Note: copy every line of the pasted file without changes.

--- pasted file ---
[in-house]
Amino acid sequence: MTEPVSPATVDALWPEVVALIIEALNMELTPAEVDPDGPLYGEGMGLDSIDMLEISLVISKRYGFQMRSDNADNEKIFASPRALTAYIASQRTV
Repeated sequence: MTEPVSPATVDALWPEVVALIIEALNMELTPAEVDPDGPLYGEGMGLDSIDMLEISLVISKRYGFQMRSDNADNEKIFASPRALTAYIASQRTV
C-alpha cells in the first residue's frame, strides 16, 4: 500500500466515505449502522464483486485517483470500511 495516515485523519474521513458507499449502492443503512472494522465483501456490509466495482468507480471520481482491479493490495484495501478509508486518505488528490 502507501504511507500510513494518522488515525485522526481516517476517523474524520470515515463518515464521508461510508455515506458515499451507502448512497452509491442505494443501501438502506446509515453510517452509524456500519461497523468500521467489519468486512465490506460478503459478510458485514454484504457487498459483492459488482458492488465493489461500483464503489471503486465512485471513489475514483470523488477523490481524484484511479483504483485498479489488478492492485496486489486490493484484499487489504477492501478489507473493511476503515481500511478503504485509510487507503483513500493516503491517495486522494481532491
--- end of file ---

[in-house]
Amino acid sequence: MTEPVSPATVDALWPEVVALIIEALNMELTPAEVDPDGPLYGEGMGLDSIDMLEISLVISKRYGFQMRSDNADNEKIFASPRALTAYIASQRTV
Repeated sequence: MTEPVSPATVDALWPEVVALIIEALNMELTPAEVDPDGPLYGEGMGLDSIDMLEISLVISKRYGFQMRSDNADNEKIFASPRALTAYIASQRTV
C-alpha cells in the first residue's frame, strides 16, 4: 500500500466515505449502522464483486485517483470500511 495516515485523519474521513458507499449502492443503512472494522465483501456490509466495482468507480471520481482491479493490495484495501478509508486518505488528490 502507501504511507500510513494518522488515525485522526481516517476517523474524520470515515463518515464521508461510508455515506458515499451507502448512497452509491442505494443501501438502506446509515453510517452509524456500519461497523468500521467489519468486512465490506460478503459478510458485514454484504457487498459483492459488482458492488465493489461500483464503489471503486465512485471513489475514483470523488477523490481524484484511479483504483485498479489488478492492485496486489486490493484484499487489504477492501478489507473493511476503515481500511478503504485509510487507503483513500493516503491517495486522494481532491